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CDC: Only half of first marriages last 20 years

In a survey released by the National Center for Health Statistics, the data shows couples who are engaged when they move in together have longer marriages than those who live together without that commitment. NBC's Chris Jansing reports.

Even though Americans are marrying older, the divorce rate has remained high, a new government report shows.

Centers for Disease Control and Prevention researchers found that the median age for women getting hitched for the first time has risen to almost 26 and to over 28 for men.

Among women there was just a 52 percent chance that a first marriage would survive for 20 years, according to the report from the CDC’s National Center for Health Statistics. Men appeared to be slightly more successful, with a 56 percent chance of a first marriage surviving for two decades.

The older marriage age doesn’t mean that people aren’t getting into relationships – they’re just choosing to live together instead.  “There’s been a real rise in the prevalence of cohabitation,” said the report’s lead author, Casey E. Copen, a demographer with the National Survey of Family Growth at the National Center for Health Statistics.

The percentage of women living with a partner (as opposed to marrying him) has nearly quadrupled from 3 percent in 1982 to 11 percent in the newest survey. The earlier surveys included data only from women so the researchers couldn’t look at whether there had been a change in the rate at which men were choosing to live together rather than to marry.  

The new report includes information from 22,682 Americans between the ages of 15 and 44 who were interviewed in their homes between 2006 and 2010. The researchers also had data from six earlier surveys dating back to 1973 to compare with the new information.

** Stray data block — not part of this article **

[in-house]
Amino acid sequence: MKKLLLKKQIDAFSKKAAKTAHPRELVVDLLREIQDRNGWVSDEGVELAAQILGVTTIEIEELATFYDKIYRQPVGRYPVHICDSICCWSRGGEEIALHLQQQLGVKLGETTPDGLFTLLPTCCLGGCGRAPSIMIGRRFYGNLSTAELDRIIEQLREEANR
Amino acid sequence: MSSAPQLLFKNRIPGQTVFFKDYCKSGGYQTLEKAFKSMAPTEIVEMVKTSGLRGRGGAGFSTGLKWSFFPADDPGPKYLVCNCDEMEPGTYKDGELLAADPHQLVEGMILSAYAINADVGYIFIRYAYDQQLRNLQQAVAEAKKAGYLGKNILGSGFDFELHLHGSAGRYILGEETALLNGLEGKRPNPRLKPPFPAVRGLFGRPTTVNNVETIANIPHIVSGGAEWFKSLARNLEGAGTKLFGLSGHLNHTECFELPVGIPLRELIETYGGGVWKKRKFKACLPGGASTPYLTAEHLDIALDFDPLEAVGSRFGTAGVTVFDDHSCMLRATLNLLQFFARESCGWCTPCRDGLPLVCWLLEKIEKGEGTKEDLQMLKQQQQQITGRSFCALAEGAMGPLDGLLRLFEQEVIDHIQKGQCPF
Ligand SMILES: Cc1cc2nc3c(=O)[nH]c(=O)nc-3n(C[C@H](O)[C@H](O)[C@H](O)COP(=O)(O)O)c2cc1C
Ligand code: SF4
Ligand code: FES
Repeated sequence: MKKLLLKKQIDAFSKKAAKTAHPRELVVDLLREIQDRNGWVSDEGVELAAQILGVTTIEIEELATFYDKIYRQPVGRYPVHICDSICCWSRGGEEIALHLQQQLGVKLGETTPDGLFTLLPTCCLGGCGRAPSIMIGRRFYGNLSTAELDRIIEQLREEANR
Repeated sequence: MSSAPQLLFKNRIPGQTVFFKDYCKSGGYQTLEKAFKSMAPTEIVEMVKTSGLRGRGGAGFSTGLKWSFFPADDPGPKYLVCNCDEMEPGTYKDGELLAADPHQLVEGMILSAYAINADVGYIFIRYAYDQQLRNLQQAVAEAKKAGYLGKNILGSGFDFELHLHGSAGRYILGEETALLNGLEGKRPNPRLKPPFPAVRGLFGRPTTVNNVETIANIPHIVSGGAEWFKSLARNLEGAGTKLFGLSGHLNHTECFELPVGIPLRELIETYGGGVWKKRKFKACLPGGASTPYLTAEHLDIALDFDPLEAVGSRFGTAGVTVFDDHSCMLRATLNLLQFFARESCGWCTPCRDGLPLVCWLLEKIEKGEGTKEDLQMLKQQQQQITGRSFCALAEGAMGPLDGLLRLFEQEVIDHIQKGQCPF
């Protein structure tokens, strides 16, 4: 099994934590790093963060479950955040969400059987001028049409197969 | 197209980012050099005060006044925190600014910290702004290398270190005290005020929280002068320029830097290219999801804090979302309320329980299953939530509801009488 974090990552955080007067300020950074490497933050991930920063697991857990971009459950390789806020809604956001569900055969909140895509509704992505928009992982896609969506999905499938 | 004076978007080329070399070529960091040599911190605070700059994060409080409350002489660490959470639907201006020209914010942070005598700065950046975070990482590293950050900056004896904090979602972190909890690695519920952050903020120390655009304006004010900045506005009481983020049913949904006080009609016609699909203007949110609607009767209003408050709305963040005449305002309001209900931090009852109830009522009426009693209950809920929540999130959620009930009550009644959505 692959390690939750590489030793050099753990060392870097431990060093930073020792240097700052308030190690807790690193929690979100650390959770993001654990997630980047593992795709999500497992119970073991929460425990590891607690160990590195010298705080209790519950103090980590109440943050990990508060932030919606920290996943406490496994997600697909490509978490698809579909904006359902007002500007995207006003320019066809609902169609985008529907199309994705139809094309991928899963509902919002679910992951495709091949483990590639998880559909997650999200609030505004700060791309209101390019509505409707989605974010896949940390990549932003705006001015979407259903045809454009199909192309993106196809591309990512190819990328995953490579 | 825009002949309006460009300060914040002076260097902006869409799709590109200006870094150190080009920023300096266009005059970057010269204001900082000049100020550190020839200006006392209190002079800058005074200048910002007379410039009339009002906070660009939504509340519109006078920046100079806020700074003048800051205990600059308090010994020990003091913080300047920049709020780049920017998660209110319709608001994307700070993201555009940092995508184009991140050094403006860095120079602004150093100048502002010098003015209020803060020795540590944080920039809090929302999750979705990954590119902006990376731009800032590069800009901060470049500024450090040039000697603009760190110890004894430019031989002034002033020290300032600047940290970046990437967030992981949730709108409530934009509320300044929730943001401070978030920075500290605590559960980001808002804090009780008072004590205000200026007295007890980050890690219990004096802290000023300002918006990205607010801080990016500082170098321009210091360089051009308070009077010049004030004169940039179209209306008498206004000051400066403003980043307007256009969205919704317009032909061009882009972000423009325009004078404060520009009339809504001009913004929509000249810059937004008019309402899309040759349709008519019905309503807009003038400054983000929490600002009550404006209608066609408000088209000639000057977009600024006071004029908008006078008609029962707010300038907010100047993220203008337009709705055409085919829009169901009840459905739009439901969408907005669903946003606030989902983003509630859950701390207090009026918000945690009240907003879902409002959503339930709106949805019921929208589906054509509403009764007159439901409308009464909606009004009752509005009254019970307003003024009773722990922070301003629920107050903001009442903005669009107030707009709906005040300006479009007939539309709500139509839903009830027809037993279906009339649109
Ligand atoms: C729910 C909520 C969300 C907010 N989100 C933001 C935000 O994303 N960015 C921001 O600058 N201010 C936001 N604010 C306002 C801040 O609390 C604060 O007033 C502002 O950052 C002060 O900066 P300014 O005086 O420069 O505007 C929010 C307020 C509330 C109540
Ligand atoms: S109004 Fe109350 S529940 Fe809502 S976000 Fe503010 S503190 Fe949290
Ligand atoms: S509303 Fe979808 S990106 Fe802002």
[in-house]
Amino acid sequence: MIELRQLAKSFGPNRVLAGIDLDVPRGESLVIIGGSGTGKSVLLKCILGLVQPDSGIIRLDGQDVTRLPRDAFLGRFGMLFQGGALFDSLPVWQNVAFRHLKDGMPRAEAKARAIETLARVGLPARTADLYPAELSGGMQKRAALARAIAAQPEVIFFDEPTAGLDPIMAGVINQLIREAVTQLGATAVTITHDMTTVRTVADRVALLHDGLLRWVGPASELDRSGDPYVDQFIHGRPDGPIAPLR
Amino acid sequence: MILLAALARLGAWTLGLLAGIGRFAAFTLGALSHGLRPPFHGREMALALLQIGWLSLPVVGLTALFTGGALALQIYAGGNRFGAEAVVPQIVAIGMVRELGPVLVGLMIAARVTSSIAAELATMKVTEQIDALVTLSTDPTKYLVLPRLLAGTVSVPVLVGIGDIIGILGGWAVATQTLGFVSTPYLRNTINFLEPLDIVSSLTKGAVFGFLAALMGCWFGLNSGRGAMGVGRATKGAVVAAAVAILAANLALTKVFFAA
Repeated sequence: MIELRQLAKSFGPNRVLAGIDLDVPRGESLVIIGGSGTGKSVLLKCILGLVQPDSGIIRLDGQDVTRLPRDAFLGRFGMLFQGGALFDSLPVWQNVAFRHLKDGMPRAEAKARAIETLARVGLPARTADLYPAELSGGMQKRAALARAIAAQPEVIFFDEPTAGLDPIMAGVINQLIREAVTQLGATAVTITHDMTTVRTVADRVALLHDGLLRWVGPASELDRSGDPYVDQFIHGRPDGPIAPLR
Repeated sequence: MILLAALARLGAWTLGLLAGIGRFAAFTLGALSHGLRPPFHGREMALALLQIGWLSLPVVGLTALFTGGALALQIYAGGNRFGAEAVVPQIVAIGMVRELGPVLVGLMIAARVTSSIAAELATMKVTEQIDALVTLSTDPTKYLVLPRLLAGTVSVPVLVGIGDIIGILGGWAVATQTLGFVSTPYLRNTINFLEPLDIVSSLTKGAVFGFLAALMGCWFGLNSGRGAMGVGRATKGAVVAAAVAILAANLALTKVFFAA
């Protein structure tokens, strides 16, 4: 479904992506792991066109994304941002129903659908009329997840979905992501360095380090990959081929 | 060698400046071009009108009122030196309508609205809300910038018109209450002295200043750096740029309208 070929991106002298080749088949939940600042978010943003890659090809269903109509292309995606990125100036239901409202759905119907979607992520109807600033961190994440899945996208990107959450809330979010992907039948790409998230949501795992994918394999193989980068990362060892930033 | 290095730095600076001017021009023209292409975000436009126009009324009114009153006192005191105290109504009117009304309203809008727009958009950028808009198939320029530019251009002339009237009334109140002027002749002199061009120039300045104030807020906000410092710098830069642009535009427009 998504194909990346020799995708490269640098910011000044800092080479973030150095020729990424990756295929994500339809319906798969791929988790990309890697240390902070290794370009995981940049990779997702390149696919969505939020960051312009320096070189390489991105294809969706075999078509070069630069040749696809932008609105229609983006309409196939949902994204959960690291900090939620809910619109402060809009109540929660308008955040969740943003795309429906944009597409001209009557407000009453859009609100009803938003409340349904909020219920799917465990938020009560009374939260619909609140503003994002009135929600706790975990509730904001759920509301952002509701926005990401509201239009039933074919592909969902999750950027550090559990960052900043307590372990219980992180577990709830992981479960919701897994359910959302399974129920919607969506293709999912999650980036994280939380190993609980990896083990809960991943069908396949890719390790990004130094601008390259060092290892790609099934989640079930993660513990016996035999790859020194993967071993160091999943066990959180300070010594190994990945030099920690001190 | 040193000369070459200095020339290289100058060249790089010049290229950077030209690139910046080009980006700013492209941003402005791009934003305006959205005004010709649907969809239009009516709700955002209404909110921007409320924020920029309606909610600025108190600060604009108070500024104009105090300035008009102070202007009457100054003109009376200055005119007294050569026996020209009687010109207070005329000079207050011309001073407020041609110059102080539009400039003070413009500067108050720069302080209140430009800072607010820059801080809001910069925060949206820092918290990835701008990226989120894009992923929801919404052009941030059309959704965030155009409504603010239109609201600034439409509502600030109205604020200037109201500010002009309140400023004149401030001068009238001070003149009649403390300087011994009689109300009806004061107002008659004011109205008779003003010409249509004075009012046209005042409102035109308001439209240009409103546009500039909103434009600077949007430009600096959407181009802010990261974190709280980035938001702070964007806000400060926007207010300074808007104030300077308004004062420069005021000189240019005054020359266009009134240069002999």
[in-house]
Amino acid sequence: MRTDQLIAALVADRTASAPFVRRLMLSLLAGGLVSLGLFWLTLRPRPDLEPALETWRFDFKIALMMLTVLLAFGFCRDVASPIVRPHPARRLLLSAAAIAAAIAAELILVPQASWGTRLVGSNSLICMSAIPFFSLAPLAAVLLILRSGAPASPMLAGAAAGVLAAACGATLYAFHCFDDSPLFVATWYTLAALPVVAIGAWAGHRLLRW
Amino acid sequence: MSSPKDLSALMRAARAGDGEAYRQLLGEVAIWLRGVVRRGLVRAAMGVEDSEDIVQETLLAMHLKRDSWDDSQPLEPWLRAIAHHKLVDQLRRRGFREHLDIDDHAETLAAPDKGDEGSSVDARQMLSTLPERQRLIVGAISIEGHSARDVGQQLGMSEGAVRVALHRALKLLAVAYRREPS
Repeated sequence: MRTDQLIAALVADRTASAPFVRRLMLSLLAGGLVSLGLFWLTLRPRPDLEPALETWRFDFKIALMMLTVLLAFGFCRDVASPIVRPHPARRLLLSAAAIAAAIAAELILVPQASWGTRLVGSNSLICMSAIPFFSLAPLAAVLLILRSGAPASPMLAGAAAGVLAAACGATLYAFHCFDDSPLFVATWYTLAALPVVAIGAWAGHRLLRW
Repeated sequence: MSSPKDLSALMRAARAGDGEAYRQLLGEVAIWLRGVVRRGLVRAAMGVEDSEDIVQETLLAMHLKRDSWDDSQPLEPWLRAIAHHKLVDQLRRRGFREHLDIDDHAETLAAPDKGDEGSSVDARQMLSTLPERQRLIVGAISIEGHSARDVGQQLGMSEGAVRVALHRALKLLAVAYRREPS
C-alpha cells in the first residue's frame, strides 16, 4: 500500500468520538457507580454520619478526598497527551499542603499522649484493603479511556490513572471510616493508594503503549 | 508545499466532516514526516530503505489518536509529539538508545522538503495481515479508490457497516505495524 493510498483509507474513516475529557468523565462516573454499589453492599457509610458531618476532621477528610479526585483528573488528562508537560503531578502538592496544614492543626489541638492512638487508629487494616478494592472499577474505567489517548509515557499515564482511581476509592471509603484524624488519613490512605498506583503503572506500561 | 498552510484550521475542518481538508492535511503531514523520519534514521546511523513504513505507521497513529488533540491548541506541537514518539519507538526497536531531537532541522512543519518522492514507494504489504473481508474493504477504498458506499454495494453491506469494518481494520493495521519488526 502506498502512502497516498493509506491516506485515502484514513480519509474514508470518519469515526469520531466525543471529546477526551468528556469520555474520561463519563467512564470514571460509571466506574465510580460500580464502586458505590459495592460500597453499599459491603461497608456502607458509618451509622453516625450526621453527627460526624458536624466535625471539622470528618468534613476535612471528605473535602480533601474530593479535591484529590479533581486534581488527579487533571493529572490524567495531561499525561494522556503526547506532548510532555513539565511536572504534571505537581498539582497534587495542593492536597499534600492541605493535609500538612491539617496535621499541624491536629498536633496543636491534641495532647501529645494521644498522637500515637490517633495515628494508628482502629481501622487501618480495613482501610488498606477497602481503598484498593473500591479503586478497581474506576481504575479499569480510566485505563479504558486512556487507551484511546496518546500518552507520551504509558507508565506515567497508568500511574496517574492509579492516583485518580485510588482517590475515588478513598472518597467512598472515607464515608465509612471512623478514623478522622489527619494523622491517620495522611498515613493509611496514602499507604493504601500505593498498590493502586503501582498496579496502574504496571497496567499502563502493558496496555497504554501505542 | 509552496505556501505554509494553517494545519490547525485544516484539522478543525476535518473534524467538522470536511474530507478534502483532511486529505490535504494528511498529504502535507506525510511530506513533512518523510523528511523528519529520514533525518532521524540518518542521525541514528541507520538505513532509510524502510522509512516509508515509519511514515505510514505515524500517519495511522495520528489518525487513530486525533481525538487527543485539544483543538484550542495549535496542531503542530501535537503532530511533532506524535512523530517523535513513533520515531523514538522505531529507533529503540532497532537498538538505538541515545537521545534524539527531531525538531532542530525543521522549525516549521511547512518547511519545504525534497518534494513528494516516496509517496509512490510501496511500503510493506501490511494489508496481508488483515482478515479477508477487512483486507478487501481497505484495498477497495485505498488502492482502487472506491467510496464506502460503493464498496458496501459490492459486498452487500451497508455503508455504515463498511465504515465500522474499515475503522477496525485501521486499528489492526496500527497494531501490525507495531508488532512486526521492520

One intriguing finding from the study is that more highly educated people wedded later -- and had longer lasting marriages. Copen and her colleagues found that 78 percent of women with at least a bachelor’s degree had made it to their 20th anniversary as compared to 41 percent of women with only a high school diploma. Similarly, 65 percent of college educated men saw a 20th anniversary as compared to 47 percent of the men who hadn’t gone beyond high school.

That falls in line with other new research showing that blue collar folks are less likely to get married than their white collar counterparts, Copen said. “Research has shown that there’s a socioeconomic divide between those who marry and those who don’t,” she added. “People may be more likely to transition to marriage when they feel more economically stable.”

The researchers also found that the lack of a marriage certificate isn’t keeping people from having babies. “A lot of women and men have children while cohabitating,” Copen said.

So, did the new report shed any light on what it takes to stay married? Maybe - depending on how you interpret the results.

For one thing, if you want to stay hitched, you probably shouldn’t choose someone who’s gotten divorced. Looking only at first marriages, just 38 percent of women who chose to wed a divorced man were still married by their 20th anniversary, as compared to 54 percent of those who wed a man who’d never been married.

Another possible predictor of a shortened wedded bliss: marrying someone who already has kids. Looking only at women in a first marriage, just 37 percent of those marrying a man with kids made it to their platinum anniversary as compared to 54 percent of those who wed a man with no children.

Still, children may indeed be the glue that keeps people together – if they’re conceived and born after the couple marries.

Among women who remained childless just 50 percent reached their platinum anniversary as compared to 77 percent of those who bore children at least 8 months after getting married.

In the end, the report may be telling us something good about the way Americans view marriage.  

Although women are taking longer to decide to get hitched, they are still doing it at about the same rate as they were back in 1995.